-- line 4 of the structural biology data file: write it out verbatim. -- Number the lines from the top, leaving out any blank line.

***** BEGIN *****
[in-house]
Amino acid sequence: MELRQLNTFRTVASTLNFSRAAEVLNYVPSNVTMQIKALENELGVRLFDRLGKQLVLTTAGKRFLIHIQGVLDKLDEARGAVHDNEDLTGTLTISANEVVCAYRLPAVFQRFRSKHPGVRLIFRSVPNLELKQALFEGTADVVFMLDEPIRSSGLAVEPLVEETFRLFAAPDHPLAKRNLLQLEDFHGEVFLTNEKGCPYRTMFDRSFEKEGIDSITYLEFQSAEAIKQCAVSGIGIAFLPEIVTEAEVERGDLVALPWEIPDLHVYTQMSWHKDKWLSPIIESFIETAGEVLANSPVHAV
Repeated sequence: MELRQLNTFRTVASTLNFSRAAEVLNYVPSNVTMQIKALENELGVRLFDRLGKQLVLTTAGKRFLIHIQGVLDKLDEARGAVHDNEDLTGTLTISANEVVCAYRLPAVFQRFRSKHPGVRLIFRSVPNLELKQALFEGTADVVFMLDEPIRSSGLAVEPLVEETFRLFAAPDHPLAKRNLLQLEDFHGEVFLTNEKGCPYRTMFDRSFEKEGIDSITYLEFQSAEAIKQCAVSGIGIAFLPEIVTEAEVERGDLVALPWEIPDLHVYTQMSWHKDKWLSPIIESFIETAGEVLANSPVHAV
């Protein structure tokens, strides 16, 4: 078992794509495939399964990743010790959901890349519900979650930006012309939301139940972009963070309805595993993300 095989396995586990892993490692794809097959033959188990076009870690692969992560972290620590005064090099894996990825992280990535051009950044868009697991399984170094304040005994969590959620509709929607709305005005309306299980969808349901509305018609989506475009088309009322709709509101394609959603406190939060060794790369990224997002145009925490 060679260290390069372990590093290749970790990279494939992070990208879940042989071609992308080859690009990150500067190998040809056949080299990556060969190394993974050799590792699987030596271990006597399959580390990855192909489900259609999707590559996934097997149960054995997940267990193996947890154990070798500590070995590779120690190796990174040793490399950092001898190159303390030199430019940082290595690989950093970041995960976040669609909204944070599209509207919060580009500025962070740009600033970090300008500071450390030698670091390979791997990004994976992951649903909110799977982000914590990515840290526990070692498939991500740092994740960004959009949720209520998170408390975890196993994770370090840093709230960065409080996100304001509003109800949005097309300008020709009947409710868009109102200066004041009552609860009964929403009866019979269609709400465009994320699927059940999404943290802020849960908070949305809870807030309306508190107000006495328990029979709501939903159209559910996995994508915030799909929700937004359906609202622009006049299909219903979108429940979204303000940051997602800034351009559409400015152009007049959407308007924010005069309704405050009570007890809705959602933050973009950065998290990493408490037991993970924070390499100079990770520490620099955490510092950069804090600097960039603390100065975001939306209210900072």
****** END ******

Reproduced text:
């Protein structure tokens, strides 16, 4: 078992794509495939399964990743010790959901890349519900979650930006012309939301139940972009963070309805595993993300 095989396995586990892993490692794809097959033959188990076009870690692969992560972290620590005064090099894996990825992280990535051009950044868009697991399984170094304040005994969590959620509709929607709305005005309306299980969808349901509305018609989506475009088309009322709709509101394609959603406190939060060794790369990224997002145009925490 060679260290390069372990590093290749970790990279494939992070990208879940042989071609992308080859690009990150500067190998040809056949080299990556060969190394993974050799590792699987030596271990006597399959580390990855192909489900259609999707590559996934097997149960054995997940267990193996947890154990070798500590070995590779120690190796990174040793490399950092001898190159303390030199430019940082290595690989950093970041995960976040669609909204944070599209509207919060580009500025962070740009600033970090300008500071450390030698670091390979791997990004994976992951649903909110799977982000914590990515840290526990070692498939991500740092994740960004959009949720209520998170408390975890196993994770370090840093709230960065409080996100304001509003109800949005097309300008020709009947409710868009109102200066004041009552609860009964929403009866019979269609709400465009994320699927059940999404943290802020849960908070949305809870807030309306508190107000006495328990029979709501939903159209559910996995994508915030799909929700937004359906609202622009006049299909219903979108429940979204303000940051997602800034351009559409400015152009007049959407308007924010005069309704405050009570007890809705959602933050973009950065998290990493408490037991993970924070390499100079990770520490620099955490510092950069804090600097960039603390100065975001939306209210900072």